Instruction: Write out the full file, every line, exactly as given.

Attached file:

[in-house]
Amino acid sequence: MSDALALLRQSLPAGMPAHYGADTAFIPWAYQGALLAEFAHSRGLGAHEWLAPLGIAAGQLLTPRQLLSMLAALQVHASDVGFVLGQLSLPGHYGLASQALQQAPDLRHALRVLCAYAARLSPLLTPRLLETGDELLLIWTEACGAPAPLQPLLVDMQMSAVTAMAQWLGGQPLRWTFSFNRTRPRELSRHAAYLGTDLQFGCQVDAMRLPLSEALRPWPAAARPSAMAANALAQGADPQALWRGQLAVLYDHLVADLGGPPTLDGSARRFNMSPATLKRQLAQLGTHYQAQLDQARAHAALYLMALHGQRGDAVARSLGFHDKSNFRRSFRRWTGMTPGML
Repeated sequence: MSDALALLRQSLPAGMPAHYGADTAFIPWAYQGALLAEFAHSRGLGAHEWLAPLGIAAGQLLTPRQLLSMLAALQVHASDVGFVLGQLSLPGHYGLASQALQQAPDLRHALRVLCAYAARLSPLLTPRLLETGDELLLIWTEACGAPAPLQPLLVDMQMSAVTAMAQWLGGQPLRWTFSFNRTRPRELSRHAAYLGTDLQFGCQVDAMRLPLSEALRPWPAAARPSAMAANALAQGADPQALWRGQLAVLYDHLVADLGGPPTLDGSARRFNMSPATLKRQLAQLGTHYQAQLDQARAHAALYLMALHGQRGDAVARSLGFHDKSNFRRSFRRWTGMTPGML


[in-house]
Amino acid sequence: MSDALALLRQSLPAGMPAHYGADTAFIPWAYQGALLAEFAHSRGLGAHEWLAPLGIAAGQLLTPRQLLSMLAALQVHASDVGFVLGQLSLPGHYGLASQALQQAPDLRHALRVLCAYAARLSPLLTPRLLETGDELLLIWTEACGAPAPLQPLLVDMQMSAVTAMAQWLGGQPLRWTFSFNRTRPRELSRHAAYLGTDLQFGCQVDAMRLPLSEALRPWPAAARPSAMAANALAQGADPQALWRGQLAVLYDHLVADLGGPPTLDGSARRFNMSPATLKRQLAQLGTHYQAQLDQARAHAALYLMALHGQRGDAVARSLGFHDKSNFRRSFRRWTGMTPGML
Repeated sequence: MSDALALLRQSLPAGMPAHYGADTAFIPWAYQGALLAEFAHSRGLGAHEWLAPLGIAAGQLLTPRQLLSMLAALQVHASDVGFVLGQLSLPGHYGLASQALQQAPDLRHALRVLCAYAARLSPLLTPRLLETGDELLLIWTEACGAPAPLQPLLVDMQMSAVTAMAQWLGGQPLRWTFSFNRTRPRELSRHAAYLGTDLQFGCQVDAMRLPLSEALRPWPAAARPSAMAANALAQGADPQALWRGQLAVLYDHLVADLGGPPTLDGSARRFNMSPATLKRQLAQLGTHYQAQLDQARAHAALYLMALHGQRGDAVARSLGFHDKSNFRRSFRRWTGMTPGML